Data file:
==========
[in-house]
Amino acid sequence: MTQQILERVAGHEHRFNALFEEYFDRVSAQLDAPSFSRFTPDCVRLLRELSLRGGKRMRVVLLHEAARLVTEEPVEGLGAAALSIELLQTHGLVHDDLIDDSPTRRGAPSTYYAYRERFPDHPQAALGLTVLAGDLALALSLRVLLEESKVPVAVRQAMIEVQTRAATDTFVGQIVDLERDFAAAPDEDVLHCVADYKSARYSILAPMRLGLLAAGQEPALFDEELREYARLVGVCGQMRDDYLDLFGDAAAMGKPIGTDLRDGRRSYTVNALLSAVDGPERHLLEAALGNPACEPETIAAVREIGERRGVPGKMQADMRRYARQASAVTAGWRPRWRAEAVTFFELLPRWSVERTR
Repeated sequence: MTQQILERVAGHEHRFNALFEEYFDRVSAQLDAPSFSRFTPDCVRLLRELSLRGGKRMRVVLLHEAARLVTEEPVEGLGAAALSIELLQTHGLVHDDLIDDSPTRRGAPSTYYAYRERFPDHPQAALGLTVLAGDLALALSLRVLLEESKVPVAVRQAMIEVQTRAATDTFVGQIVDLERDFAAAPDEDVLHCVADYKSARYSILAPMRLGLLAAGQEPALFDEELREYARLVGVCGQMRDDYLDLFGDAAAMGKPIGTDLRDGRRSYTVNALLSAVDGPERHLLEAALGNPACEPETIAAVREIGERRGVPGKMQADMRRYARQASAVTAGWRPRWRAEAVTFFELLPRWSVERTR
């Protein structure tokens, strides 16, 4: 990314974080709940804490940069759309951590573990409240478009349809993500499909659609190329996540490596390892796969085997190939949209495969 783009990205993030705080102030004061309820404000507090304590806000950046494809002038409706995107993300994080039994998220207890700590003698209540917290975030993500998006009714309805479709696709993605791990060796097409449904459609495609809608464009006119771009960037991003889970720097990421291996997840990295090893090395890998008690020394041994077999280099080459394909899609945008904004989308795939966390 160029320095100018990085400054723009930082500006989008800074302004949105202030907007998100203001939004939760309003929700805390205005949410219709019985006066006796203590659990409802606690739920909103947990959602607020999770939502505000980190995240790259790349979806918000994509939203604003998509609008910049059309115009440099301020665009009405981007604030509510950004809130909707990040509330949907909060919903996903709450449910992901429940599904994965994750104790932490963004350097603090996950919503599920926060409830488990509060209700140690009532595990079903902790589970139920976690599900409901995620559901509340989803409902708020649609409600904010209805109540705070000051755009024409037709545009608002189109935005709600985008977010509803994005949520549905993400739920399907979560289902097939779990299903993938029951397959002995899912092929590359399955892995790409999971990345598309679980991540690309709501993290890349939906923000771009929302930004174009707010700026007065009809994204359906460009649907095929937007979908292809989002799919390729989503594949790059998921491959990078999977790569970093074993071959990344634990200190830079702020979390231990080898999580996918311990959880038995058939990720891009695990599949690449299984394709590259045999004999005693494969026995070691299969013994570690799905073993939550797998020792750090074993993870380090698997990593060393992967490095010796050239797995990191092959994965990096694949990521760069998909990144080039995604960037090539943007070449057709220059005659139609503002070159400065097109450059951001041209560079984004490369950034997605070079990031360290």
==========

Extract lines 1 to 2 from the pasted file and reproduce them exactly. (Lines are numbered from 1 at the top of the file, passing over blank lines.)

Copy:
[in-house]
Amino acid sequence: MTQQILERVAGHEHRFNALFEEYFDRVSAQLDAPSFSRFTPDCVRLLRELSLRGGKRMRVVLLHEAARLVTEEPVEGLGAAALSIELLQTHGLVHDDLIDDSPTRRGAPSTYYAYRERFPDHPQAALGLTVLAGDLALALSLRVLLEESKVPVAVRQAMIEVQTRAATDTFVGQIVDLERDFAAAPDEDVLHCVADYKSARYSILAPMRLGLLAAGQEPALFDEELREYARLVGVCGQMRDDYLDLFGDAAAMGKPIGTDLRDGRRSYTVNALLSAVDGPERHLLEAALGNPACEPETIAAVREIGERRGVPGKMQADMRRYARQASAVTAGWRPRWRAEAVTFFELLPRWSVERTR